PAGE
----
Celebrating its 20th birthday is the sungold tomato.
GARDENINGGOOGLE 'Brix’ and you will find some surprises.
It’s not a word I had previously heard but I discovered it’s an operating system and programming language. In Vancouver, it’s a restaurant boasting creative cuisine in Yaletown’s Homer Street.
Brix also makes chocolate.
But the definition we want is: "Brix — A measure of the sugar content in fruit and veg."
A tomato I have previously grown for its sweetness is Sungold, without knowing that its Brix rating is ten — more than double the average tomato.
Sungold seems a modern variety to me and it came as a big surprise when I received a press release from Thompson and Morgan telling me it was organising a special promotion to celebrate Sungold’s 20th birthday — small packs of seed for just 20p.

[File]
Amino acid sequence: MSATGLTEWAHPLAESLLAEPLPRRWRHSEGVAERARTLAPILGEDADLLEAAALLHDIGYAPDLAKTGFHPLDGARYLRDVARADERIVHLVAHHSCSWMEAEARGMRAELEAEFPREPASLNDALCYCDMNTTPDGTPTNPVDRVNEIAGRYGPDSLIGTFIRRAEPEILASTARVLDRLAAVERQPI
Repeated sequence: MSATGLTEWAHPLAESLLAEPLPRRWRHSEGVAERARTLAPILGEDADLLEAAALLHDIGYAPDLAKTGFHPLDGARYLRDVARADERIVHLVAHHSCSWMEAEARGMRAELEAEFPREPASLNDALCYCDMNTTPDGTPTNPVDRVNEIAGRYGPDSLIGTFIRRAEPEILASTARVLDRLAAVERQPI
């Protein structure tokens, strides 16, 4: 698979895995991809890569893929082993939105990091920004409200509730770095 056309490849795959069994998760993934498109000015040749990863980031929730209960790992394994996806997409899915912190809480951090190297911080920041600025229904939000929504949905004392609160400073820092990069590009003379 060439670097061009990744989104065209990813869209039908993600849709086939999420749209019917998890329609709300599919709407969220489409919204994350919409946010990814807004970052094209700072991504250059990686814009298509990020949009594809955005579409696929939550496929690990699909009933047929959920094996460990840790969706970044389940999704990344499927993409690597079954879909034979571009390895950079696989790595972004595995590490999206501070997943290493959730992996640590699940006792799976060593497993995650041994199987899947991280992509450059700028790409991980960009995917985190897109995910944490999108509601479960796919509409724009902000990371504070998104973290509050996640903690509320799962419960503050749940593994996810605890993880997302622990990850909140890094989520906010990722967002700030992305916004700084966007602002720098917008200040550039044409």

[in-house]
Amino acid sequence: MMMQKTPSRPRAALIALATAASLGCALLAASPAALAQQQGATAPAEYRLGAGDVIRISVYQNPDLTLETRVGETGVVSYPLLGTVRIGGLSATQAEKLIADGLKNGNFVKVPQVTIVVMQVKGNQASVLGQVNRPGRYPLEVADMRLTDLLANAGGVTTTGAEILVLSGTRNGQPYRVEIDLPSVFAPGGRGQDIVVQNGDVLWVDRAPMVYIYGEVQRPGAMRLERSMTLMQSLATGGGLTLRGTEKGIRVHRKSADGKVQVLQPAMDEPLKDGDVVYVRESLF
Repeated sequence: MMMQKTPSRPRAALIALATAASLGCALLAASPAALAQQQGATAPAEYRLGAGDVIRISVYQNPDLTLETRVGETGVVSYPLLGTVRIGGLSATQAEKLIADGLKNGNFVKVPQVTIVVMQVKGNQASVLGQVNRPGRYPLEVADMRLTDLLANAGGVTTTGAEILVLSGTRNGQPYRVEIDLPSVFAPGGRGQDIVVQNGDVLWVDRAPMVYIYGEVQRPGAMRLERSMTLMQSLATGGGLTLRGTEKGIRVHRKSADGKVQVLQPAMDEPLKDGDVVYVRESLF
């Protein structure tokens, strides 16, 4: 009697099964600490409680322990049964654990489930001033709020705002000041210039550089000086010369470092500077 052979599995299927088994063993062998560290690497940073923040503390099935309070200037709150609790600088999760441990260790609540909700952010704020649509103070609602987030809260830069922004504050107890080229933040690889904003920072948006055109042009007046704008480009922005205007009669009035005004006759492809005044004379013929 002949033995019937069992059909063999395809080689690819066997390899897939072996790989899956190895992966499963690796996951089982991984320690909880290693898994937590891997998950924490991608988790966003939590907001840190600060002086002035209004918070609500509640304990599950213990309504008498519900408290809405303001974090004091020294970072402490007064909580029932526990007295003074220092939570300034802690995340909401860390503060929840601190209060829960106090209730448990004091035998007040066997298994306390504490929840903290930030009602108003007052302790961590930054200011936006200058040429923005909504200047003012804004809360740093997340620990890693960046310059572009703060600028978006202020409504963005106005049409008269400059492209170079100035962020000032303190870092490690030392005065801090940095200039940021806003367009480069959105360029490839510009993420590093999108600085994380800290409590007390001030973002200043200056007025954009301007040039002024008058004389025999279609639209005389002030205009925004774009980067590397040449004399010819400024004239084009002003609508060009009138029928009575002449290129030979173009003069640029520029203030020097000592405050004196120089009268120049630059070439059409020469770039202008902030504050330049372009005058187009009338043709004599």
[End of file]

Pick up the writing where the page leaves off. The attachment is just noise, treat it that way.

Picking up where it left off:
And what a sensible idea. All gardeners realise they will waste a large proportion of seeds they buy and who, really, needs more than ten tomato seeds in a pack?
But, back to Sungold. It only seems like yesterday that it was a new tom on the block and people were saying a gold tomato would never catch on — and so small too…
But today Sungold is one of T&M’s best sellers because it is a tomato that can be just as well grown indoors as out and has good resistance to tobacco mosaic virus, which can be a real pain, and fusarium wilt too.
It is also so sweet and mighty vigorous too, as a recent article illustrated.
Most gardeners 'stop’ tomatoes at five trusses, which makes for a manageable plant but in Kitchen Garden magazine a couple of months ago, Joe Maiden described how he accidentally started on the road to creating a 60-truss monster.
He accidentally snapped off the growing point and decided to train the side-shoots as cordons, creating a highly productive multi-stemmed plant in the process.
On the strength of that, perhaps T&M should produce packets containing just one F1 seed and price it at tuppence, or two for 4p, just to be on the safe side. Sadly life doesn’t work out like that.